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Digestible Bits and Bites #36 - April 2016

Digestible Bits and Bites

The monthly newsletter of the
Culinary Historians of Canada
Number 36, April 2016
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CHC Board member Sylvia Lovegren introduces speaker Gurth Pretty at the sold-out Victualling Nelson's Navy event at the Naval Club of Toronto. Photo by John Ota.

News and Upcoming Events


Naval Dispatches
It was a full house at the The Naval Club of Toronto on March 15 when about 60 people gathered to hear cheese expert and War of 1812 naval reenactor Gurth Pretty present a fascinating talk on Victualling Nelson's Navy (pictured above).

Period snacks, a plethora of curious food samples and a bar stocked with plenty of grog enlivened an already pleasurable evening's diversion. Congratulations are due to the organizers—especially Sylvia Lovegren and Sherry Murphy. And the event could not have run so smoothly without the support of volunteers Sharon Hart and Michelle Gatien Thomas. Many thanks!


Some of the period refreshments provided at the Victualling Nelson's Navy event by Sherry Murphy (who also provided the calligraphy), Mya Sangster, Sylvia Lovegren and Sarah Hood. Photo by Sarah Hood.

Upcoming Events
We're working on some new events both in and out of Toronto. Stay tuned for more news as we finalize our plans!

Call to Book Reviewers and Authors
If you're an author and a member or friend of the CHC, we'd love to hear about your latest book. Please feel free to announce its publication on our Facebook page, and to let your newsletter editor know about it by emailing details to Sarah Hood at cadmus@interlog.com.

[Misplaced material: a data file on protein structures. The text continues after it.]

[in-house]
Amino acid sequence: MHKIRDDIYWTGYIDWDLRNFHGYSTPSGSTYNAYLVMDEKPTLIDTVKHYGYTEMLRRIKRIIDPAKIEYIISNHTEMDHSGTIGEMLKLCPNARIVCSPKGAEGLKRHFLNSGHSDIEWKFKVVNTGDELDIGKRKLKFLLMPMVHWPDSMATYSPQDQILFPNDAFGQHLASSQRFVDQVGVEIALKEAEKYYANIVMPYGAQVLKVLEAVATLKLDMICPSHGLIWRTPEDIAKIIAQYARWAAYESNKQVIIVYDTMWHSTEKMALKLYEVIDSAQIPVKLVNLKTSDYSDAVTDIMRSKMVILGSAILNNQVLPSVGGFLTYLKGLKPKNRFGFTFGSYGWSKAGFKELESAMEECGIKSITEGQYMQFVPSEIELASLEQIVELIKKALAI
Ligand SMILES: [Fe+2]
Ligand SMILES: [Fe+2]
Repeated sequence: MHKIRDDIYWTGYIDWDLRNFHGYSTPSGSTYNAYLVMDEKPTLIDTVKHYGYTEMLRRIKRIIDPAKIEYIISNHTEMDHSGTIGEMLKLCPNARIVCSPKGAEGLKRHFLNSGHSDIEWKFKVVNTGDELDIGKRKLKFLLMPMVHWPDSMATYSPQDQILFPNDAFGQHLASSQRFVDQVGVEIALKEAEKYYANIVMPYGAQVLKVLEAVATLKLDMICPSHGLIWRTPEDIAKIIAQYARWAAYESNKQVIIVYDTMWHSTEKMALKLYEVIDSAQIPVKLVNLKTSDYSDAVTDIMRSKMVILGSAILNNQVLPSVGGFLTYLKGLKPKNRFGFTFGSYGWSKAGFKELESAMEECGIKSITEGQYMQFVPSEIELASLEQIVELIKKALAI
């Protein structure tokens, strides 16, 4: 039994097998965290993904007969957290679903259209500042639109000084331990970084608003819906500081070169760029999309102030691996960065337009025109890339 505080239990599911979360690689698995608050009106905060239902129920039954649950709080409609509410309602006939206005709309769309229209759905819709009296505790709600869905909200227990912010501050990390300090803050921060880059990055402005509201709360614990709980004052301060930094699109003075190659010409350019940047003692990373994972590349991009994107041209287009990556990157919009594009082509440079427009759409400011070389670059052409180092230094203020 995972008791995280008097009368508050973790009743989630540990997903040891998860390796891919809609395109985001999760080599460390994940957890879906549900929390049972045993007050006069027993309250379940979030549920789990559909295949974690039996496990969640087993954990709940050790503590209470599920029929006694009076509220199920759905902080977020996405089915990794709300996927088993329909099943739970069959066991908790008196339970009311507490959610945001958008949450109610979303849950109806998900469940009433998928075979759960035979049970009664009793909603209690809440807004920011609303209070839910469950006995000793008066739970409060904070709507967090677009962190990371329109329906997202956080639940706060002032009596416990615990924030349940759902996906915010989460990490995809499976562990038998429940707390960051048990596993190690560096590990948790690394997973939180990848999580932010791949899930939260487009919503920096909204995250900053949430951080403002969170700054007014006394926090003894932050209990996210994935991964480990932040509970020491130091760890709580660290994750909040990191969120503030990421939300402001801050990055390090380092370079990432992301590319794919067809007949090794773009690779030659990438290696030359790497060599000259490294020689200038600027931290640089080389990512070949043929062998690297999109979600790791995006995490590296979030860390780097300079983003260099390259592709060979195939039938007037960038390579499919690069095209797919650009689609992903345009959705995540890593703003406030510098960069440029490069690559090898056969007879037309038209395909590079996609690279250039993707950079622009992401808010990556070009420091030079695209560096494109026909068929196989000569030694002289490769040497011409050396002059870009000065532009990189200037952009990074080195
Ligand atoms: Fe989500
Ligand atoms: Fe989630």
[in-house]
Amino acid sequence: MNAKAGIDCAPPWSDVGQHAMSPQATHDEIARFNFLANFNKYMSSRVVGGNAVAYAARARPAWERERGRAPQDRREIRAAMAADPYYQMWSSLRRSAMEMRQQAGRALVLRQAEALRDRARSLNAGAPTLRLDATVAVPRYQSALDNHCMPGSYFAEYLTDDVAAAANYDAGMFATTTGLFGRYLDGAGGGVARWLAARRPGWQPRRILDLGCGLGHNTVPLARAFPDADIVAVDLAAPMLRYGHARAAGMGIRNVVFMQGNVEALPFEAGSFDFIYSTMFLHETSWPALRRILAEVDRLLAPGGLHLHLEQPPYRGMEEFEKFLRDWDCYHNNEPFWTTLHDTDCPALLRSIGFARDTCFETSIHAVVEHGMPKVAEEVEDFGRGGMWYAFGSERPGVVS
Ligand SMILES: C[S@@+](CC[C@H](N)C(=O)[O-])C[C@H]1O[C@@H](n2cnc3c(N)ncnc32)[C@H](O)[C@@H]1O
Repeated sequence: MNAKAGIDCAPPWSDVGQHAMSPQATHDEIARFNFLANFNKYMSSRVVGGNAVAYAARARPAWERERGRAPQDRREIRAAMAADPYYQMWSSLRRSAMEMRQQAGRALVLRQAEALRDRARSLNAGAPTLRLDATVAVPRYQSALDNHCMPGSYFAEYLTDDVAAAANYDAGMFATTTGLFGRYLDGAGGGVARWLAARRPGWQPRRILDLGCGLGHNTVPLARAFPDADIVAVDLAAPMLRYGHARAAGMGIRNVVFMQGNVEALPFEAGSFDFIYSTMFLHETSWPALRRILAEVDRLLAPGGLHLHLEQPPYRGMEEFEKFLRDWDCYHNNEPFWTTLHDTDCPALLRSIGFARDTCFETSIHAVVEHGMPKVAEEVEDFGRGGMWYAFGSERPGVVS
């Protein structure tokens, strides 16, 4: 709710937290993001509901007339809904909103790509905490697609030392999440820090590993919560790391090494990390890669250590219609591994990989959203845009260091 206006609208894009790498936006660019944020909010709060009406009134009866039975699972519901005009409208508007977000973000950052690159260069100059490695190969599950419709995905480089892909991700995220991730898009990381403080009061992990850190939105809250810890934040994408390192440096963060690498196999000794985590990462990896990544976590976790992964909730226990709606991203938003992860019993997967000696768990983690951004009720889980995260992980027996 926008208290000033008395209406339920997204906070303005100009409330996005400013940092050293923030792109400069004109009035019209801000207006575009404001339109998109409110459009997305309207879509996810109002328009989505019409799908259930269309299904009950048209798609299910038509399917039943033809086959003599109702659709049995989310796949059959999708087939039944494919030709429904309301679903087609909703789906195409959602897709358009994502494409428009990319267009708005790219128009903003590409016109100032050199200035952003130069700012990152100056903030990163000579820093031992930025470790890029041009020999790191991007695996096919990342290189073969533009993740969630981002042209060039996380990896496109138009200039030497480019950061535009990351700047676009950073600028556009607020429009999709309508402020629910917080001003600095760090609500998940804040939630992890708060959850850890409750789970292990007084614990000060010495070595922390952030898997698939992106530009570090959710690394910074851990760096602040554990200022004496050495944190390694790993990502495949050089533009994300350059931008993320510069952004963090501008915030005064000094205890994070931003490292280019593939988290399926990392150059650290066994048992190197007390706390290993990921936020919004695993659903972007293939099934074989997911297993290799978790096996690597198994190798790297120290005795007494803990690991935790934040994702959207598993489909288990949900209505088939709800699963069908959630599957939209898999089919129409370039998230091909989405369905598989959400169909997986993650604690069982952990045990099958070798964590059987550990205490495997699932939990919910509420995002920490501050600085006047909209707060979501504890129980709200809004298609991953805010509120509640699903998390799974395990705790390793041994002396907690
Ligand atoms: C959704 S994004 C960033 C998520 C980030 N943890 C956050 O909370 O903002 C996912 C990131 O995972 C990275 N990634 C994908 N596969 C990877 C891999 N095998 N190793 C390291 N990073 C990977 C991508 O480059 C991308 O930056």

Also, if you're a CHC member who'd be interested in volunteering to review books, please let Sarah know what types of books you'd like to review. We most often cover scholarly or popular food history books and cookbooks for traditional or historical cuisines.

Join Us On Facebook!
If you're not among the 400 or so members of our Culinary Historians of Canada page on Facebook, you missed out on this month's animated food history chatter, which included discussions of Canada's recent mustard pickle meltdown, Purity brand hardtack, hot cross buns and the history of back bacon.
Join the Culinary Historians of Canada!

CHC members are part of a network of people dedicated to exploring Canada’s culinary history. Benefits include discounts on special events and access to members-only activities like the Picnic in Prince Edward County. In addition, members are listed in the CHC directory and receive their own copy. The membership year runs from September to August. Join us today!
  • Regular Membership: $30 (1 year) $55 (2 years)
  • Supporting Membership: $55 (1 year) $75 (2 years)
Download a membership form here or contact membership@culinaryhistorians.ca to find out more.

News and Opportunities


Harvard Seminar on Reading Historic Cookbooks